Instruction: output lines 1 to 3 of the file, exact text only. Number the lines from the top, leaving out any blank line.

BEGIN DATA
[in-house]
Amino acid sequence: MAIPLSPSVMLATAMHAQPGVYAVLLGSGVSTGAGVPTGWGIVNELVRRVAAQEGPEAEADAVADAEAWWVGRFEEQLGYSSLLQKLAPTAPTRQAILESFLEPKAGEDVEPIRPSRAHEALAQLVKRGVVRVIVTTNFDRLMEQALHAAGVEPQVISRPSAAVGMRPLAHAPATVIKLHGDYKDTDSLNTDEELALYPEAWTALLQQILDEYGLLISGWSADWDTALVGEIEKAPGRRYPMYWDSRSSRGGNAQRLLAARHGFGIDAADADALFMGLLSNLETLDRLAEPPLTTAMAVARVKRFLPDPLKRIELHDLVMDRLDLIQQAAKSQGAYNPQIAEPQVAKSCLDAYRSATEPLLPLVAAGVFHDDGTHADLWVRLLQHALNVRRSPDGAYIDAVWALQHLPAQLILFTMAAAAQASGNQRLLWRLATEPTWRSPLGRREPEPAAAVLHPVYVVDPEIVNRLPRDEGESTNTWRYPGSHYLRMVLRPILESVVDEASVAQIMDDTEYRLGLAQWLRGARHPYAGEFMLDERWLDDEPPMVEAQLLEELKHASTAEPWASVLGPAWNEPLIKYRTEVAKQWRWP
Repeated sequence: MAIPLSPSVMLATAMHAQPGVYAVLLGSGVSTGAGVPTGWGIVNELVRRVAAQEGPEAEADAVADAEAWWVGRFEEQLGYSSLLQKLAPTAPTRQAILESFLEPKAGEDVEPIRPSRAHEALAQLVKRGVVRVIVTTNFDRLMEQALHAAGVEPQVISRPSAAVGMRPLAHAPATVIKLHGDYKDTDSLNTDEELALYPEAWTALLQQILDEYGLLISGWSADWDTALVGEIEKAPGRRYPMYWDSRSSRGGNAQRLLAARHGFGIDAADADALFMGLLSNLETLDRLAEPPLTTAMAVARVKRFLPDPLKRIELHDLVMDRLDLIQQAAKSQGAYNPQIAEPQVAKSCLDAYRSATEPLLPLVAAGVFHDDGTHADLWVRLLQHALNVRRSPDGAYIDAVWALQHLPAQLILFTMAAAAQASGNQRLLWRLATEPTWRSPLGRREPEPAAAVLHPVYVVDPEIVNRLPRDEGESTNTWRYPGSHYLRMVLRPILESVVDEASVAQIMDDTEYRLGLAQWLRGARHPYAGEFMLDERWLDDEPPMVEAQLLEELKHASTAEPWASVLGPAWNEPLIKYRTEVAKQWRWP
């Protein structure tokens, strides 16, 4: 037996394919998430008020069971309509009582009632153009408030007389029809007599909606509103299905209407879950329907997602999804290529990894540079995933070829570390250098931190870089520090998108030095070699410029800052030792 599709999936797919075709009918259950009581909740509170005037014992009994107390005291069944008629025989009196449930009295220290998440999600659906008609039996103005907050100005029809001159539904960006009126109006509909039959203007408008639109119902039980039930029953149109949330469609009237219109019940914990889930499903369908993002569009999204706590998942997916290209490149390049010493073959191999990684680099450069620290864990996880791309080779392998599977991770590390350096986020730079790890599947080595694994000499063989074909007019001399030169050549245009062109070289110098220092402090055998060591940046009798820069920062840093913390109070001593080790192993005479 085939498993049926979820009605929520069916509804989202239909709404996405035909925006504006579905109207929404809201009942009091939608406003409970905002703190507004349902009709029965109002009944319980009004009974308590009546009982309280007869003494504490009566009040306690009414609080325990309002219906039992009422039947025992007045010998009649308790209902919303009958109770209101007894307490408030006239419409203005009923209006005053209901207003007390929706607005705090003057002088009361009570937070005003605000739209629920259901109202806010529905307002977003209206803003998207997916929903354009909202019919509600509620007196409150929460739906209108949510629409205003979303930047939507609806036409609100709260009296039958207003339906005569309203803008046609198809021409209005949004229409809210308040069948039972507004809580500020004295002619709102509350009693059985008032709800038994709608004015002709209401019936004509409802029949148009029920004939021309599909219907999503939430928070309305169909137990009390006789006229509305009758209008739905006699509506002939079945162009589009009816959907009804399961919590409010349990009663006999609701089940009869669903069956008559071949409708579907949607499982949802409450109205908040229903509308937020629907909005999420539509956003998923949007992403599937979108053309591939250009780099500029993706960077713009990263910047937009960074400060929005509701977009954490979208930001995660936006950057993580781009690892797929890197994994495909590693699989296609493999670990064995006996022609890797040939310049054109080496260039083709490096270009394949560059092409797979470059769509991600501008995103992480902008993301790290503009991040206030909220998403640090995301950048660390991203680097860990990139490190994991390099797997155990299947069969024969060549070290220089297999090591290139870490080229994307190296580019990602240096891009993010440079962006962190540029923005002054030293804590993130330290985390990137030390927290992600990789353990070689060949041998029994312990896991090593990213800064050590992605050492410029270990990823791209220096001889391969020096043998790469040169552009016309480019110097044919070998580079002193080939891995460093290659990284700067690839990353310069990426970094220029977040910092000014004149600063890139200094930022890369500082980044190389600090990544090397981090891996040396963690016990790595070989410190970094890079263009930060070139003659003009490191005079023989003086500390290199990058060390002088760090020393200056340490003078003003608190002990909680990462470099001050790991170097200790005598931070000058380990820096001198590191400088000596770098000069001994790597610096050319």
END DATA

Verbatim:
[in-house]
Amino acid sequence: MAIPLSPSVMLATAMHAQPGVYAVLLGSGVSTGAGVPTGWGIVNELVRRVAAQEGPEAEADAVADAEAWWVGRFEEQLGYSSLLQKLAPTAPTRQAILESFLEPKAGEDVEPIRPSRAHEALAQLVKRGVVRVIVTTNFDRLMEQALHAAGVEPQVISRPSAAVGMRPLAHAPATVIKLHGDYKDTDSLNTDEELALYPEAWTALLQQILDEYGLLISGWSADWDTALVGEIEKAPGRRYPMYWDSRSSRGGNAQRLLAARHGFGIDAADADALFMGLLSNLETLDRLAEPPLTTAMAVARVKRFLPDPLKRIELHDLVMDRLDLIQQAAKSQGAYNPQIAEPQVAKSCLDAYRSATEPLLPLVAAGVFHDDGTHADLWVRLLQHALNVRRSPDGAYIDAVWALQHLPAQLILFTMAAAAQASGNQRLLWRLATEPTWRSPLGRREPEPAAAVLHPVYVVDPEIVNRLPRDEGESTNTWRYPGSHYLRMVLRPILESVVDEASVAQIMDDTEYRLGLAQWLRGARHPYAGEFMLDERWLDDEPPMVEAQLLEELKHASTAEPWASVLGPAWNEPLIKYRTEVAKQWRWP
Repeated sequence: MAIPLSPSVMLATAMHAQPGVYAVLLGSGVSTGAGVPTGWGIVNELVRRVAAQEGPEAEADAVADAEAWWVGRFEEQLGYSSLLQKLAPTAPTRQAILESFLEPKAGEDVEPIRPSRAHEALAQLVKRGVVRVIVTTNFDRLMEQALHAAGVEPQVISRPSAAVGMRPLAHAPATVIKLHGDYKDTDSLNTDEELALYPEAWTALLQQILDEYGLLISGWSADWDTALVGEIEKAPGRRYPMYWDSRSSRGGNAQRLLAARHGFGIDAADADALFMGLLSNLETLDRLAEPPLTTAMAVARVKRFLPDPLKRIELHDLVMDRLDLIQQAAKSQGAYNPQIAEPQVAKSCLDAYRSATEPLLPLVAAGVFHDDGTHADLWVRLLQHALNVRRSPDGAYIDAVWALQHLPAQLILFTMAAAAQASGNQRLLWRLATEPTWRSPLGRREPEPAAAVLHPVYVVDPEIVNRLPRDEGESTNTWRYPGSHYLRMVLRPILESVVDEASVAQIMDDTEYRLGLAQWLRGARHPYAGEFMLDERWLDDEPPMVEAQLLEELKHASTAEPWASVLGPAWNEPLIKYRTEVAKQWRWP